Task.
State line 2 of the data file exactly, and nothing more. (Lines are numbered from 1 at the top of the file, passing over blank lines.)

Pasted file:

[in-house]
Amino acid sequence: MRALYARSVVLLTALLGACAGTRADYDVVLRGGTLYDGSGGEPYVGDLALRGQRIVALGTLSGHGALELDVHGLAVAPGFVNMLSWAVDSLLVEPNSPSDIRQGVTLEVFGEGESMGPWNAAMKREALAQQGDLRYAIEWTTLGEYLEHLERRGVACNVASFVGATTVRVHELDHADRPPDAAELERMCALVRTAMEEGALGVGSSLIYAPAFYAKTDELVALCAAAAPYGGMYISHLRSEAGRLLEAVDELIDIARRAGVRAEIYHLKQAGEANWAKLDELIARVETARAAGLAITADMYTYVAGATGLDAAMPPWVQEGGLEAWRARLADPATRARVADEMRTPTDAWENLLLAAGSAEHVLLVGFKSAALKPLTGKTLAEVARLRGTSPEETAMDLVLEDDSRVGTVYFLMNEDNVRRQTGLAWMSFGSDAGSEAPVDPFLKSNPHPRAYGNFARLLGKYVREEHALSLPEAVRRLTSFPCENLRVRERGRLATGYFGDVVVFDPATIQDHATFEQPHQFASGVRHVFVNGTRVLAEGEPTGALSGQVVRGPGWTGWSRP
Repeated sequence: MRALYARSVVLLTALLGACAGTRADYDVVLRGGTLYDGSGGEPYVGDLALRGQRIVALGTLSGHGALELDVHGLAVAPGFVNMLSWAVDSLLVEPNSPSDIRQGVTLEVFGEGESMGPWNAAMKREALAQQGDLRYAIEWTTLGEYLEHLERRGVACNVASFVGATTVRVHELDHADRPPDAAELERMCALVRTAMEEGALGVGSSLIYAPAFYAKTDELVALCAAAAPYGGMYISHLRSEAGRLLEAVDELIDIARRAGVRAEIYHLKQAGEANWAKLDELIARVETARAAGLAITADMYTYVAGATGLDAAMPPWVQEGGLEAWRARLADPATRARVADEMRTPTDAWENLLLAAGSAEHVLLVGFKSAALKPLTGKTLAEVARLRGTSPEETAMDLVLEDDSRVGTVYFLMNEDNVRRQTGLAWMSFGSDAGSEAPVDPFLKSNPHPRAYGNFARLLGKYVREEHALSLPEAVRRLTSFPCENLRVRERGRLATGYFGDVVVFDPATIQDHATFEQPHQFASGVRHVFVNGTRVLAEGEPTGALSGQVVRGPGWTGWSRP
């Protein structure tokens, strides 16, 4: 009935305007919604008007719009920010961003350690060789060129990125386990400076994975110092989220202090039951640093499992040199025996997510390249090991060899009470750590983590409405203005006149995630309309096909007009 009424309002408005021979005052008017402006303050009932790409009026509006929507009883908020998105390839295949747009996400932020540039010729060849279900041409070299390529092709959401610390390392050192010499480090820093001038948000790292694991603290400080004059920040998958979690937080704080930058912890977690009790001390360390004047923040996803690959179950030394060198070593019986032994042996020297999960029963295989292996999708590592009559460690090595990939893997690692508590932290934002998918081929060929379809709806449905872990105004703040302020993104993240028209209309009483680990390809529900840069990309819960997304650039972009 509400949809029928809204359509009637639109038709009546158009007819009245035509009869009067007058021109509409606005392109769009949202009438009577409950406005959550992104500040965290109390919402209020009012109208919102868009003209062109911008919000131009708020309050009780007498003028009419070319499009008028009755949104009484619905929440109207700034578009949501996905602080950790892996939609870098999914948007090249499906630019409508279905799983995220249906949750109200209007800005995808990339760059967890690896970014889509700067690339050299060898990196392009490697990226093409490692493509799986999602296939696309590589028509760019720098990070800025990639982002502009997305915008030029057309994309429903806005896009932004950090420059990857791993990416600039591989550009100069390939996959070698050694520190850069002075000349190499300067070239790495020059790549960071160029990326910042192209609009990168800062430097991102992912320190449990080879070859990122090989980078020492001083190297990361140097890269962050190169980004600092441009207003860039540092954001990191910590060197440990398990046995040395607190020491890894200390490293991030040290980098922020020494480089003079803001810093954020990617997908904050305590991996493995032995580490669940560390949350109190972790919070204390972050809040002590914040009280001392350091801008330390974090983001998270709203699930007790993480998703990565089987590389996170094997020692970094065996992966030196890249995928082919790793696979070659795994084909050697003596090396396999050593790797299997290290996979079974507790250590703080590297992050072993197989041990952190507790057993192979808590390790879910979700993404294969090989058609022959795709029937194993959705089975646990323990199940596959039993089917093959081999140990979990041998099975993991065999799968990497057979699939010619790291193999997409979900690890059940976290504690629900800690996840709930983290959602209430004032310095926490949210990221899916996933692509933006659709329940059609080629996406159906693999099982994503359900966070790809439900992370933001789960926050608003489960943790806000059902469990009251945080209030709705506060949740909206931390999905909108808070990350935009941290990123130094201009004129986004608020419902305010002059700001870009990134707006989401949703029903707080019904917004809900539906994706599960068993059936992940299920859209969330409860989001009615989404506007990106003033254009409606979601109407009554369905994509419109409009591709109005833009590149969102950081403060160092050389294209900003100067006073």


Amino acid sequence: MRALYARSVVLLTALLGACAGTRADYDVVLRGGTLYDGSGGEPYVGDLALRGQRIVALGTLSGHGALELDVHGLAVAPGFVNMLSWAVDSLLVEPNSPSDIRQGVTLEVFGEGESMGPWNAAMKREALAQQGDLRYAIEWTTLGEYLEHLERRGVACNVASFVGATTVRVHELDHADRPPDAAELERMCALVRTAMEEGALGVGSSLIYAPAFYAKTDELVALCAAAAPYGGMYISHLRSEAGRLLEAVDELIDIARRAGVRAEIYHLKQAGEANWAKLDELIARVETARAAGLAITADMYTYVAGATGLDAAMPPWVQEGGLEAWRARLADPATRARVADEMRTPTDAWENLLLAAGSAEHVLLVGFKSAALKPLTGKTLAEVARLRGTSPEETAMDLVLEDDSRVGTVYFLMNEDNVRRQTGLAWMSFGSDAGSEAPVDPFLKSNPHPRAYGNFARLLGKYVREEHALSLPEAVRRLTSFPCENLRVRERGRLATGYFGDVVVFDPATIQDHATFEQPHQFASGVRHVFVNGTRVLAEGEPTGALSGQVVRGPGWTGWSRP